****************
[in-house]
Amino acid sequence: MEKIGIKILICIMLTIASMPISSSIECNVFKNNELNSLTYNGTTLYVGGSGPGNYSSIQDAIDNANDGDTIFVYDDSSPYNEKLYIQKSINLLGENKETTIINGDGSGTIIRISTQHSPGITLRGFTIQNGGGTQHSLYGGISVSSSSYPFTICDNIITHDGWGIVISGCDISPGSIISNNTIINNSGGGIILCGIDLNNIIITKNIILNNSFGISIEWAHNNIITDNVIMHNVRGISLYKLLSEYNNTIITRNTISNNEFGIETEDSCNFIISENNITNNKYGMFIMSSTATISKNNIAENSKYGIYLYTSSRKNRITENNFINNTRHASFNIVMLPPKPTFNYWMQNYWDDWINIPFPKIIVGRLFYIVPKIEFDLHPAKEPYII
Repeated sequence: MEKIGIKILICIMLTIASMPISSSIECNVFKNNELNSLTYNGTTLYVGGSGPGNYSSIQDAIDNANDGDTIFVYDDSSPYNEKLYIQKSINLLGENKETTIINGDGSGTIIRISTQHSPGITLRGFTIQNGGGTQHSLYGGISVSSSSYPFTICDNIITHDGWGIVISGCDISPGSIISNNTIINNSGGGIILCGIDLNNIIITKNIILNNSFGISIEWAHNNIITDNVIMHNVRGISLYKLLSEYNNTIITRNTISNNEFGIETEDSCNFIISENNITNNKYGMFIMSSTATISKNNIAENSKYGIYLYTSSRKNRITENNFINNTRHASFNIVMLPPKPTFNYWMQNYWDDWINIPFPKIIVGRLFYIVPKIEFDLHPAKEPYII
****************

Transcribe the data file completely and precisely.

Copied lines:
[in-house]
Amino acid sequence: MEKIGIKILICIMLTIASMPISSSIECNVFKNNELNSLTYNGTTLYVGGSGPGNYSSIQDAIDNANDGDTIFVYDDSSPYNEKLYIQKSINLLGENKETTIINGDGSGTIIRISTQHSPGITLRGFTIQNGGGTQHSLYGGISVSSSSYPFTICDNIITHDGWGIVISGCDISPGSIISNNTIINNSGGGIILCGIDLNNIIITKNIILNNSFGISIEWAHNNIITDNVIMHNVRGISLYKLLSEYNNTIITRNTISNNEFGIETEDSCNFIISENNITNNKYGMFIMSSTATISKNNIAENSKYGIYLYTSSRKNRITENNFINNTRHASFNIVMLPPKPTFNYWMQNYWDDWINIPFPKIIVGRLFYIVPKIEFDLHPAKEPYII
Repeated sequence: MEKIGIKILICIMLTIASMPISSSIECNVFKNNELNSLTYNGTTLYVGGSGPGNYSSIQDAIDNANDGDTIFVYDDSSPYNEKLYIQKSINLLGENKETTIINGDGSGTIIRISTQHSPGITLRGFTIQNGGGTQHSLYGGISVSSSSYPFTICDNIITHDGWGIVISGCDISPGSIISNNTIINNSGGGIILCGIDLNNIIITKNIILNNSFGISIEWAHNNIITDNVIMHNVRGISLYKLLSEYNNTIITRNTISNNEFGIETEDSCNFIISENNITNNKYGMFIMSSTATISKNNIAENSKYGIYLYTSSRKNRITENNFINNTRHASFNIVMLPPKPTFNYWMQNYWDDWINIPFPKIIVGRLFYIVPKIEFDLHPAKEPYII